Advice Requested: Business Travelers in Hostile Work Environments

Discussion in 'General Discussion | Travel' started by yunicorner, Mar 12, 2011.  |  Print Topic

  1. yunicorner
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    yunicorner Silver Member

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    I know there are a bunch of business travelers out there and I was hoping I could get some advice. Have any of you entered a hostile work environment either with your own company or with a company you were conducting business with? Did the people you were working with or for get verbally abusive, treat you like a guilty party from the moment you arrived and/or make unreasonable demands? If so, what did you do to overcome these issues? I'm looking for success stories. Thanks in advance.
     
  2. Wandering Aramean
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    Wandering Aramean Gold Member

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    As a guy often called in to help evaluate why something went wrong and to figure out who's fault it was, I am frequently seen as an adversary from the moment I arrive on a site. When someone thinks you're out to get them fired the environment is rarely what would be considered friendly. While I haven't had to deal with overly abusive verbal behavior I certainly have been made to feel rather unwelcome.

    My approach always has been to simply be 100% professional and to kill them with kindness. I go out of my way to be nice and polite, even in the face of the uncomfortable situation and I do everything in my power to make it clear that I'm simply a professional doing my job. They can hate me for that and try to make my life miserable but I'm still going to do my job and be a professional. If they choose to be an immature moron that's their choice.

    It certainly takes a strong sense of self-confidence (and in my case, from time to time a strong liver) but it has mostly worked out OK.
     
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  3. Sam Axe
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    Sam Axe Silver Member

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    I've had some of my company's staff be verbally abused and disrespected by a client's staff during a contentious meeting, and they who knew better than to do so when I was around as they'd known me for a number of years. Our staff knew to just laugh it off at the time and then bring it up with me privately.

    I made an appointment with the deputy director of the agency, flew down and discussed some other business, and then brought the issue up and pointed out that my company's HR policy meant that I had to treat the abuse as if it had come from one of my employees, which meant that the next call would be from my company's HR director to the agency's HR director. I left without speaking to any of the client's offending staff, but let it be known through the grapevine that I had been there to bring up project concerns.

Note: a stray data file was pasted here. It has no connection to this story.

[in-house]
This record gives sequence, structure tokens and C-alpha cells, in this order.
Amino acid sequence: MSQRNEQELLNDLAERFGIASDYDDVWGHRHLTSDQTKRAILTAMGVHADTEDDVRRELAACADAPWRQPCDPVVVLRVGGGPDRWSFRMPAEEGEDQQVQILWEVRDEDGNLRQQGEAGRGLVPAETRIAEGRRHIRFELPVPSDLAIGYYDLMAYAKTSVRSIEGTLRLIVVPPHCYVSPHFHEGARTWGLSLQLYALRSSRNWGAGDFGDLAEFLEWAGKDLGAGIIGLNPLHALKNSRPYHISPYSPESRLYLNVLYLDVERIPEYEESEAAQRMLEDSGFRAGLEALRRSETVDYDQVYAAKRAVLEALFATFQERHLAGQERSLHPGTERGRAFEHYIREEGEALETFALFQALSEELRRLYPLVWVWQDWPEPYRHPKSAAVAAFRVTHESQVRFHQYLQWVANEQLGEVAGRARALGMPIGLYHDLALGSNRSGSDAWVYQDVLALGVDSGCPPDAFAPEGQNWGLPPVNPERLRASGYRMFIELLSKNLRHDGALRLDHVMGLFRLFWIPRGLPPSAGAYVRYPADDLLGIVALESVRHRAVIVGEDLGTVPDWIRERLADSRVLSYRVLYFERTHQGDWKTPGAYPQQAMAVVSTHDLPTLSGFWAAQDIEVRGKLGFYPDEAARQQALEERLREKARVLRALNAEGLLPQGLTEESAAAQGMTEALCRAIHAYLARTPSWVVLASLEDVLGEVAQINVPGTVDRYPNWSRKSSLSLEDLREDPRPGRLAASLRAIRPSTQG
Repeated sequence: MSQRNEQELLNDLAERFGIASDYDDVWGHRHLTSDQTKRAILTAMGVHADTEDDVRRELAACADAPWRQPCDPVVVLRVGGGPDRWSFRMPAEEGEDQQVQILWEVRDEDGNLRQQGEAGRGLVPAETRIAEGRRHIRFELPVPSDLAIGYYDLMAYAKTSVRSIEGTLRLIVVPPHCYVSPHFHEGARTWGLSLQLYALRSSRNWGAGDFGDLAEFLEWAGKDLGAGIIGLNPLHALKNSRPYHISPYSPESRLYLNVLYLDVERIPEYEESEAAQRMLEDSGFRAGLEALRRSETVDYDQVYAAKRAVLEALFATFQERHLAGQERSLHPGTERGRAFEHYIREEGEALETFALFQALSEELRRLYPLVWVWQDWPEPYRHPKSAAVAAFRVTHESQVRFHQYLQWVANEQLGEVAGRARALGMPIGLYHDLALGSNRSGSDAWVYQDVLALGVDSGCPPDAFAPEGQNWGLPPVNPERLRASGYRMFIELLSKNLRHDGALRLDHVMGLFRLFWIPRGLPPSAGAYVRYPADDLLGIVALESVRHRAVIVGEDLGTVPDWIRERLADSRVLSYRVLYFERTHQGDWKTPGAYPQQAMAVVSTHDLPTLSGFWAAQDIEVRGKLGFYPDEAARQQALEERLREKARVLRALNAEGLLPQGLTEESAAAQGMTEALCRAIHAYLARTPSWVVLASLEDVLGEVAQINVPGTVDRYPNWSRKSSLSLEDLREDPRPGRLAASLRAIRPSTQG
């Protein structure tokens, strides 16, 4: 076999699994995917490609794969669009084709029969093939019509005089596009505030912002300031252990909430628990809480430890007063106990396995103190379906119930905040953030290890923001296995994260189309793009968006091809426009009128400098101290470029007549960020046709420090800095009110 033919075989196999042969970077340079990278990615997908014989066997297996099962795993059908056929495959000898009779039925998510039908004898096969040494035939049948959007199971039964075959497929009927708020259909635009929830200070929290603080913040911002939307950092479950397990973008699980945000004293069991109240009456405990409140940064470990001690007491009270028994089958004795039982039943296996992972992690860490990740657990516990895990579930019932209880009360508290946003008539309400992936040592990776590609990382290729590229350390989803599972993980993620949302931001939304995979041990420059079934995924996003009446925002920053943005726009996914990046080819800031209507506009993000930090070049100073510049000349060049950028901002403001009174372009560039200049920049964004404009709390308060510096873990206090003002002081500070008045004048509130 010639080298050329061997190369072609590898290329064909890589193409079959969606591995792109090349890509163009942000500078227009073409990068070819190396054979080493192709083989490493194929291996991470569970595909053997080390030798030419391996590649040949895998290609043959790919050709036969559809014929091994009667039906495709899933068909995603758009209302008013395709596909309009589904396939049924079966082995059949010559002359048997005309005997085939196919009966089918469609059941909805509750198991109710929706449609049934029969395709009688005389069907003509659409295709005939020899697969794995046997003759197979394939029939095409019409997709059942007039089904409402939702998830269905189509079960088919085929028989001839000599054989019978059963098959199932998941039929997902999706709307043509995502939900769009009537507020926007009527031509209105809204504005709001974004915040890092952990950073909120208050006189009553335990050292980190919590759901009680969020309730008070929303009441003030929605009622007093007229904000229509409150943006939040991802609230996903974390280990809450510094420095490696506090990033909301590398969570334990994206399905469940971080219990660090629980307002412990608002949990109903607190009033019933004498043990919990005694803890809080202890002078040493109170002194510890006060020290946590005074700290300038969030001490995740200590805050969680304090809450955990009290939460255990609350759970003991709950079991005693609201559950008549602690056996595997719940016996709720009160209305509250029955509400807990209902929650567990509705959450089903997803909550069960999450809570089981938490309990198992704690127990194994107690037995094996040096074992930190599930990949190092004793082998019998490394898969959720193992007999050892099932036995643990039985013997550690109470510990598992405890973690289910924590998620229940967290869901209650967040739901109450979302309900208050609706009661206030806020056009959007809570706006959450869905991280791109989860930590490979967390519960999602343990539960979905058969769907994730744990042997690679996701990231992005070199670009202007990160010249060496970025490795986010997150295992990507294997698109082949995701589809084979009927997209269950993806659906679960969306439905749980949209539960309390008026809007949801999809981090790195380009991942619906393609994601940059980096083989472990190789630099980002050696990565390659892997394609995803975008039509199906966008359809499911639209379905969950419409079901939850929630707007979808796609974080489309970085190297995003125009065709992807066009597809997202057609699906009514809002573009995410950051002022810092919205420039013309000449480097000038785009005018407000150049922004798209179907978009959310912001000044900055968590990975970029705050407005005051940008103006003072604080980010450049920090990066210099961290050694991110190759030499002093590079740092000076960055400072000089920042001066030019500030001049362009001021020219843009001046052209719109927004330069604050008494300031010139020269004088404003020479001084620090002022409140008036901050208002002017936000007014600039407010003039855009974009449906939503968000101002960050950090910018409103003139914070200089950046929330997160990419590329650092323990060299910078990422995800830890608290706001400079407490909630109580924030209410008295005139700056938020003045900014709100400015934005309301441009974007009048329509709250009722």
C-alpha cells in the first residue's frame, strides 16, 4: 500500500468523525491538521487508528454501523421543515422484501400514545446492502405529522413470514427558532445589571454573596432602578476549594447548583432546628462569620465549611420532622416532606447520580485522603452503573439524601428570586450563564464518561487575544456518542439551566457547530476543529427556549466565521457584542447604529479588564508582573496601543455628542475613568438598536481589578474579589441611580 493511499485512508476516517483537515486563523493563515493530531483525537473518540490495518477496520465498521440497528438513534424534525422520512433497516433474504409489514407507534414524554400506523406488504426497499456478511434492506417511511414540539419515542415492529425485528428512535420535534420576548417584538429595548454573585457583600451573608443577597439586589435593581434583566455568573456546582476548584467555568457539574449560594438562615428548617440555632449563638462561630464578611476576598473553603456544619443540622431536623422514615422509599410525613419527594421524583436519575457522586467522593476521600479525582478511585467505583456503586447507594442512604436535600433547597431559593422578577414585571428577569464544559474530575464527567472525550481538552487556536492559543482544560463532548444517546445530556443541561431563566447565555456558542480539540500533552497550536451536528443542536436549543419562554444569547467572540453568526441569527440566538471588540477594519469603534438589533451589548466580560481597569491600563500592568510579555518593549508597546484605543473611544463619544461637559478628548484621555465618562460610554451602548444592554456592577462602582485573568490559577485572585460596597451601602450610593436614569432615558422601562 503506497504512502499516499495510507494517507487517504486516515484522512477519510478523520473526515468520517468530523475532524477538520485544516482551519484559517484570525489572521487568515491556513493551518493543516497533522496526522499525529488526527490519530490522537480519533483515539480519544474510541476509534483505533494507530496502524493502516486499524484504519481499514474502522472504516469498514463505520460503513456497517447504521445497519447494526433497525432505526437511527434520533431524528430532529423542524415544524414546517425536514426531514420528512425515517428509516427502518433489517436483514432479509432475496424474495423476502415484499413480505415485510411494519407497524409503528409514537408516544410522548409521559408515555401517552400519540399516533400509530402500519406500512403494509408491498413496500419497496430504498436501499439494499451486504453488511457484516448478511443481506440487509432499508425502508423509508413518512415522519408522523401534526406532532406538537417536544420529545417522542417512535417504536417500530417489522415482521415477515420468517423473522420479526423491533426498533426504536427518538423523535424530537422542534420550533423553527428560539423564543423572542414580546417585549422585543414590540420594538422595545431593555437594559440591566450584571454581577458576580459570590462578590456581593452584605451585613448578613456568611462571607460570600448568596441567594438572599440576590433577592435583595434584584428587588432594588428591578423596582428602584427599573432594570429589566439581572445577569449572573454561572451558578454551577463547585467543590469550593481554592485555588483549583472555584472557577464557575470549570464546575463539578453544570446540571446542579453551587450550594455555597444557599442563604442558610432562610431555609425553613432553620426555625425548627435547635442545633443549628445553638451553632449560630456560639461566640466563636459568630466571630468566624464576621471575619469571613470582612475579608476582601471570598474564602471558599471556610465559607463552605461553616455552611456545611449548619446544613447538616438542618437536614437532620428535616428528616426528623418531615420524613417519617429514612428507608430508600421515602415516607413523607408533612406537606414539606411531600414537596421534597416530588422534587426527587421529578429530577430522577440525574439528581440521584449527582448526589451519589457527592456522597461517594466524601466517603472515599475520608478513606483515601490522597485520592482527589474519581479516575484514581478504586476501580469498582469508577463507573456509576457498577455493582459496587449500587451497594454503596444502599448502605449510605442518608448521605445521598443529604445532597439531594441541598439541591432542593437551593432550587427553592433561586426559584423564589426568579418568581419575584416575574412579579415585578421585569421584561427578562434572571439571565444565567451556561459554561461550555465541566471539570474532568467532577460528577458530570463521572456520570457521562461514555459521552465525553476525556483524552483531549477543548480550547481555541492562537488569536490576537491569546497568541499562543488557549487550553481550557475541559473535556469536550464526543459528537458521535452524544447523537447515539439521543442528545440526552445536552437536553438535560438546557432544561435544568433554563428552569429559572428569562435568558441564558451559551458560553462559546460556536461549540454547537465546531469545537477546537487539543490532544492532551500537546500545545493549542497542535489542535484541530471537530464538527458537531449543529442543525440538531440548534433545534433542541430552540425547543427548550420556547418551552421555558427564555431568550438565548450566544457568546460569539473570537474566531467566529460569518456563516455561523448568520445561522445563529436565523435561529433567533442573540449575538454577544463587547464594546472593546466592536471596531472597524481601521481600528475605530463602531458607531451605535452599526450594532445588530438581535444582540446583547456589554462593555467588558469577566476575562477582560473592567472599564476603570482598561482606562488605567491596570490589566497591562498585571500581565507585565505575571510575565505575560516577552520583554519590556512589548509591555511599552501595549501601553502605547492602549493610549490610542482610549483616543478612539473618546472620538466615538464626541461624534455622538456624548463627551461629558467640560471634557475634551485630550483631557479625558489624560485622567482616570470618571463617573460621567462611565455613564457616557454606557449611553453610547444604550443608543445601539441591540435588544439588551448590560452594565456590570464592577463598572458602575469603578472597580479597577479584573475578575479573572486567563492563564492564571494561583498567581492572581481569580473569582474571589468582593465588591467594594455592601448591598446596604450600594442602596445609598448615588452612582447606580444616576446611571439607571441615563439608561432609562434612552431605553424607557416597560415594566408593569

The problem went away rather quickly.

    So my question for OP is: who is your account manager for that client, and can you have a reasonable conversation with him or her about the abuse you're getting? If not, what is your HR situation like?
     
  4. Punki
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    Punki Silver Member

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    What are the circumstances of the situation? How long will you be required to work with these people? Are these people considerably older than you? Are they women?

    I can remember a situation when I was young and beautiful, like you, when a group of older women in my firm took it upon themselves to try to make my life miserable. My boss and most of the senior partners (all men) adored me, which, of course, was part of the problem, and always took my side, giving me lots of privileges and supported me in everything I wanted to do. In that case I just tried to be as nice as I could and ignored their petty behavior.

    The truth was, they just weren't very happy people. I remeber once in the lunch room when they were all complaining about how much they hated their jobs. Another, younger, employee suggested that they look for another job that they liked better, and they all turned on him and attacked him like he had suggested that they go out and commit some henious crime.

    People's unhappiness is almost always caused by something within themselves. All you can do is be nice and try to make them feel better about themselves.
     
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  5. yunicorner
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    yunicorner Silver Member

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    Strong liver haha! I've used the kill-them-with-kindness routine in the past but looking back it seems very passive aggressive. In the end, you still suffer emotionally and physically because those people don't change. It's sorta like validating that what they are doing is ok.